How Your Background Can Help You Launch a Product Career

 

Have you ever wondered why companies require their PM’s to be a PM elsewhere first?

Chicken and egg problem. How do you get experience if no one will give you an at-bat? I say just stick with it. Be relentless about your desire to be a PM. Honestly, it took me years longer to get a PM job than I thought it would. I don’t believe in luck, but I do believe in working hard and taking the opportunities when they come. Stick with it, you’ll get a chance.

 

Is UX /UI Design, primarily a PM responsibility or a required skill for a good PM ?

I don’t think it’s required, but it does help. I did UX\UI business analysis stuff for a year or two, and absolutely loved it, and feel it helped me bridge to a PM job. I don’t think you have to be a design expert to be a good PM, but it depends on your company and how strong your dev\design team is. Our team is quite strong, so I don’t spend a ton of time on design.

 

Do you think a role in the consumer goods industry can help or hinder an eventual transition into tech?

I don’t think it will hurt you. All of the experiences may not translate, but a huge key to a PM is understanding the reason buyers choose a particular product or service, and there can be tons of similarity regardless of it being consumer goods or technology.

 

Any final advice for aspiring product managers?

My last words of advice are to read as much as you can about business. I recommend books like Good to Great, The Lean Start-up, Blue Ocean Strategy, The Ultimate Question, etc. Spend as much time with your users as you possibly can, have empathy for them and it will benefit you. Stick with it, if you aren’t yet a PM, dig in, educate yourself, make as many friends as you can and make sure everyone knows that you want to be a PM and you’re willing to put in the work and help out to make it happen.

 

How Your Background Can Help You Launch a Product Career

 

Have any comments? Tweet us @ProductSchool

We teach product management courses in San Francisco, Santa Clara, Los Angeles, and New York. To learn more about our upcoming courses and how to apply click over to our course page.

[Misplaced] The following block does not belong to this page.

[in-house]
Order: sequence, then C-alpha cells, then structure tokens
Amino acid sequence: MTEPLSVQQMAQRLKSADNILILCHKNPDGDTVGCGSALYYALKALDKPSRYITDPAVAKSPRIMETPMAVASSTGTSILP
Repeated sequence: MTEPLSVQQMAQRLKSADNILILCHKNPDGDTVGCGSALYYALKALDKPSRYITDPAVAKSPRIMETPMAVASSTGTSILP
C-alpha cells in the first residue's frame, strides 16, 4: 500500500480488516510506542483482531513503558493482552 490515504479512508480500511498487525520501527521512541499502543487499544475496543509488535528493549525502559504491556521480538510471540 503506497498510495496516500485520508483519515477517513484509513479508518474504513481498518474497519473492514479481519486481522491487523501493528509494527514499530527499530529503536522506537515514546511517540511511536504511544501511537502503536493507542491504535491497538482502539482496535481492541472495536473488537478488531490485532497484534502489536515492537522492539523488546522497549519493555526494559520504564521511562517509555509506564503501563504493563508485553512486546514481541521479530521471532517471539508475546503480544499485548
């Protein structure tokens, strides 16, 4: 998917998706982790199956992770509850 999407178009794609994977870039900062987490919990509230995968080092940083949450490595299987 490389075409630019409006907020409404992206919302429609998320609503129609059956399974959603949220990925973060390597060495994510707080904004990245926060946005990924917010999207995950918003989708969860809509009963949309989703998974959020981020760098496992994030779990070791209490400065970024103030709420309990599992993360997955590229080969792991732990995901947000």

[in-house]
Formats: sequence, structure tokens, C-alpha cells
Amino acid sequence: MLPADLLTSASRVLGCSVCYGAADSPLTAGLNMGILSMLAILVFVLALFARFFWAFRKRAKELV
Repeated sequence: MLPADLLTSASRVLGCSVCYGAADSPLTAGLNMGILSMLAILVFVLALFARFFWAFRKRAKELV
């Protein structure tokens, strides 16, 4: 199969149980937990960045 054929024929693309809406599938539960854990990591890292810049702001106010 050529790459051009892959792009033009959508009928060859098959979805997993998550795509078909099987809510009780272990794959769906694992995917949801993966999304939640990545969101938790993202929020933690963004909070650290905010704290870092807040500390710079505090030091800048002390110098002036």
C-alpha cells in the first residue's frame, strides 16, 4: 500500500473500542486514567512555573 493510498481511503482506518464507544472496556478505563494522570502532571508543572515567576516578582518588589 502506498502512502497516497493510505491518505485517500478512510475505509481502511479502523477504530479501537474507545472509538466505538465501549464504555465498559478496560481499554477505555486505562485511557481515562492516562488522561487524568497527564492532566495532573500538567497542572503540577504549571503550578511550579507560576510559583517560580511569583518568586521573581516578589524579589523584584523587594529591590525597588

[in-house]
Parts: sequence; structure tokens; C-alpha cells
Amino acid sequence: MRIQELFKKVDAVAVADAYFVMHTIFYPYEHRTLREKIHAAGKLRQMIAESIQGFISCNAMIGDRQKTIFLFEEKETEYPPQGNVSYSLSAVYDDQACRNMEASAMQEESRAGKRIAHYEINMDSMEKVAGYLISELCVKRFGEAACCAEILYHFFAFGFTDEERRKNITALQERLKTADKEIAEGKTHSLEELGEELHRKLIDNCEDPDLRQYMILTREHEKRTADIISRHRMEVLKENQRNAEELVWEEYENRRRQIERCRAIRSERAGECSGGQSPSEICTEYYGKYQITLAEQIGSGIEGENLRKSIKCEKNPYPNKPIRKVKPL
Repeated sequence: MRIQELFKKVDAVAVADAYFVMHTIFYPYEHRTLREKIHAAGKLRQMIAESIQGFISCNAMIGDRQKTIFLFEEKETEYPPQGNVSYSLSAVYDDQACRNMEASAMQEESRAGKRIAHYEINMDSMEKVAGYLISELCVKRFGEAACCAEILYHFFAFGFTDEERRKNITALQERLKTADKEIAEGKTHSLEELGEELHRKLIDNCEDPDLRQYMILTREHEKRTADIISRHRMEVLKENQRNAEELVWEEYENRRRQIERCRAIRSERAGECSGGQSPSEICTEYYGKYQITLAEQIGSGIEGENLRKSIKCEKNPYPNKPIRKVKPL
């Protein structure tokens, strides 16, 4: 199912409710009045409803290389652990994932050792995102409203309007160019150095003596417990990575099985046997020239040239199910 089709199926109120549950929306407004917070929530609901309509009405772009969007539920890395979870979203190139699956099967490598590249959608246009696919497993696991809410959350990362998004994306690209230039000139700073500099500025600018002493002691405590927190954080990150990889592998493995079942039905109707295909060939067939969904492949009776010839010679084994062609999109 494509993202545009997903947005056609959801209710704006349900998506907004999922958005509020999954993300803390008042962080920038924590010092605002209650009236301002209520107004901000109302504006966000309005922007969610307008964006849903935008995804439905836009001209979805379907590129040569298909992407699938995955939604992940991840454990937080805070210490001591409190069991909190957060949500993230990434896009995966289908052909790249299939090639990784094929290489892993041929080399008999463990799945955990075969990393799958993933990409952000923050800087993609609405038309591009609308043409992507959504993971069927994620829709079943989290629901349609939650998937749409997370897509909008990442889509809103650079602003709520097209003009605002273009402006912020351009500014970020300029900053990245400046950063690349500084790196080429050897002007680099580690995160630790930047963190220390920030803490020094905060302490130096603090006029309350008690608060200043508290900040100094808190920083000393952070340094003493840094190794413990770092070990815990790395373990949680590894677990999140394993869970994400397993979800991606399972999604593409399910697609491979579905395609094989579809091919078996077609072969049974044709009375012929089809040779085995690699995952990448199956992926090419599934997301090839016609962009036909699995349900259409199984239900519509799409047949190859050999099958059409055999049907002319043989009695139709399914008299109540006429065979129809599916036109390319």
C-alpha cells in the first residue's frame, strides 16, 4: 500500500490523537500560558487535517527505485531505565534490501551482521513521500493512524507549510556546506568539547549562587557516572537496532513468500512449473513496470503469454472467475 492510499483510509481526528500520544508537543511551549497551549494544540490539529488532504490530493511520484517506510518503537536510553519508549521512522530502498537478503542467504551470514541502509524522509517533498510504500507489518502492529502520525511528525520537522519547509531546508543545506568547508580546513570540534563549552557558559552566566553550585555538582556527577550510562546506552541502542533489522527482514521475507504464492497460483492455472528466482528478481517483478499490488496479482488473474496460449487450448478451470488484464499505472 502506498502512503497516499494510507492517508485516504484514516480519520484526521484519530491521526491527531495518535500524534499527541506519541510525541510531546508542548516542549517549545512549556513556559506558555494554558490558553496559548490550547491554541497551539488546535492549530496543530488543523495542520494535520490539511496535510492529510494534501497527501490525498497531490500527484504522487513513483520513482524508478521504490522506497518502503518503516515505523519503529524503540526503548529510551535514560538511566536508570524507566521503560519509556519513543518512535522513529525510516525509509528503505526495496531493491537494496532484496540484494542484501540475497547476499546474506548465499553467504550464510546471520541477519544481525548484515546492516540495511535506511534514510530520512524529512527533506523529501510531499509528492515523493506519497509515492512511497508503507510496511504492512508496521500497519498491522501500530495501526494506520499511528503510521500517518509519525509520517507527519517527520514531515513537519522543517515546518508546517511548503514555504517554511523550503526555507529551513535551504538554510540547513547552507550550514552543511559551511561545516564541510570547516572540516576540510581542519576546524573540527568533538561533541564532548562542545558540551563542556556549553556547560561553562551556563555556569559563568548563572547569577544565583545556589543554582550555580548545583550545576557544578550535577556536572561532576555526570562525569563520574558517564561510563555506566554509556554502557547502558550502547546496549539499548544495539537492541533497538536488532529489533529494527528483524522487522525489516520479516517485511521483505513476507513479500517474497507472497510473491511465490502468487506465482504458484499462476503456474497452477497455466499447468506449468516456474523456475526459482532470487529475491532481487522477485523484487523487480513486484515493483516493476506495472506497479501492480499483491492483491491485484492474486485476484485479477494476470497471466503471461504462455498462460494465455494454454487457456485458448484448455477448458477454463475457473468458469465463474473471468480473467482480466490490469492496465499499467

Student Featured on Breaking Into Startups Podcast

Jessica Uelmen is the Product Manager at Fitbit and a Product School graduate with a major in electrical engineering. She was featured in a recent podcast by Breaking into Startups and we were excited to hear even more about her success through the interview. She talked about not only how she, a hardware engineer, became a product manager but also how taking the product management course helped her along the way. 

 

Student Featured on Breaking Into Startups Podcast

 

Getting into engineering

Growing up Jessica Uelmen was a self-confessed nerd. She loved reading, learning things and most of all she loved computers. She was fascinated by the easiness of sharing thoughts and ideas on the internet. At the age of 13 she built her own website, but in college, she was very interested in musical theater.

Even though she had a great interest in computers and technology, she didn’t think that engineering or programming was a job she could do. It wasn’t until her Sophomore year that she decided to major in electrical engineering.

 

First job after college

After college, she went on to work at Parallax in their education department designing boards and products and creating projects. There she moved on to be the Engineering manager for the whole company. After a couple of years at Parallax, she wanted to relocate to the Valley.

Because of her passion for education, she got a job as a program manager at Udacity. Udacity is an education company that offers free Nanodegree programs for technical and some non-technical programs. They’re designed to get people jobs by teaching them the skills they need to get the job they want. Jessica wanted to be close to education but also stay close to digital interaction.